Last year was not the most active year in reading for me: I had less time due to getting a full-time job, and I also read quite a bit less non-fiction and scholarly literature, since I was bogged down in volume one of Steven Moore’s The Novel: An Alternative History (more on that later).
The most notable part of my 2017 in reading was that more than 80% of the books I read were by female authors. This was a deliberate choice, mostly inspired by my near-overdose of Philip K. Dick in 2016. I read all five volumes of his complete stories that fall, and was struck by his growing misogyny. My brief review of Volume 5 sums up my feelings quite well:
Most of these stories are excellent. Around 1970, however, it seems PKD’s latent but palpable misogyny exploded forth in several stories, most notably “The Pre-Persons”, which is offensive not because it is a barely- disguised polemic against abortion, but because it treats women as stultifying figures who suck all the joy out if life. The same is true of “Chains of Air, Web of Aether”, where one of the only round female characters in his entire output is described as “thanatous” (literally death-inducing) and becomes more and more parasitic, culminating in a de facto married state.
Then, in January 2017, I made the mistake of reading Robert Heinlein’s Stranger in a Strange Land (with the additional mistake of reading the later, uncut version). Despite his attempts at representing a progressive vision of society and sexuality, Heinlein’s novel and its naïve protagonist are hopelessly stuck in the misogynistic era in which they were conceived. The one-two punch of Dick and Heinlein’s misogyny turned me increasingly to female authors.
Continuing my theme from the end of 2016, I read mostly science fiction for the first half of the year. I had heard of Connie Willis’ series of novels and short stories on time-travelling historians, so I started with her collection Fire Watch. The title story (and to some extent the rest of the series) is essentially a celebration of the field of social history, emphasizing the experiences of those who lived through pivotal historical events. The standout from the collection for me, however, was “All My Darling Daughters“, which is one of the most disturbing stories I’ve ever read. The uniquely female perspective as reflected in that story strengthened my desire to read (nearly) exclusively female authors over the course of the year.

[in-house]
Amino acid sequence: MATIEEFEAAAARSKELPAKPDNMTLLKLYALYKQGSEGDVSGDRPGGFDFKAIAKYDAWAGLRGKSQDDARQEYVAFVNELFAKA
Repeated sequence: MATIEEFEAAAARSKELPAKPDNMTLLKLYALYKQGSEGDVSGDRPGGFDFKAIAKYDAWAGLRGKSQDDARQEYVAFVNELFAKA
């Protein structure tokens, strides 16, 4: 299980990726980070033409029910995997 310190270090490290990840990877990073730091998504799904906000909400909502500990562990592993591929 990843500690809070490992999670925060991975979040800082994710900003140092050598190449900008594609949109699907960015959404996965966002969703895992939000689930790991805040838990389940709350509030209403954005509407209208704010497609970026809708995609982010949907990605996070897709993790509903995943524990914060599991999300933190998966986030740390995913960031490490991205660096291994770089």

Next, I read The Handmaid’s Tale, which, as my first Margaret Atwood novel, I like to joke was an attempt to appease my Atwood-expert father. I also read Kelly Link’s collection Stranger Things Happen, inspired by (fellow Wesleyan graduate) composer Katherine Young’s MA thesis, which explored the intersection of the musically familiar and bizarre in much the same way as Link’s stories, which combine realism, fantasy, and horror in a genre known as slipstream. The realism of early 20th century stories by Katherine Mansfield and a young Gertrude Stein came next, often highlighting moments of quiet despair in women’s lives of the period.
The highlight of 2017 for me was reading the first decade’s worth of Ursula Le Guin’s Hainish Cycle. The early novels, despite their pulpy titles and premises, bring a marvellously elegant style to science fiction. Le Guin reaches a career high in The Left Hand of Darkness, which is even better than I remembered from when I read it as a teenager, and especially in The Dispossessed, which I would nominate as a candidate for one of the greatest English-language novels of the late 20th century. The Dispossessed is the fulfillment of the failed promise of Stranger in a Strange Land; its protagonist, Shevek, is far more alien on the capitalist and misogynist world of Urras than Heinlein’s Martian Valentine Smith is on Earth.
I rounded out the year with several more contemporary novels, my favourite of which was Madeleine Thien’s Do Not Say We Have Nothing, which strikes a balance between family drama and historical epic in China from the 1940s to the present, with music and storytelling binding together disparate lives through several generations and across the Pacific.
Simultaneously with all this, I read Steven Moore’s The Novel: An Alternative History: Beginnings to 1600, which is more a heavily-annotated reading list than a book one could read as a continuous whole. Moore’s tone is effusive and his passion for the material he discusses is highly infectious, but his technique is far from scholarly and he is maybe a bit too fixated on sex and violence at the expense of other aspects of these texts. Because of its structure, it took me over a year to get through its more than 700 pages, but I learned a great deal about early fiction from a wide variety of cultures, and have dozens of books to add to my reading list for the future.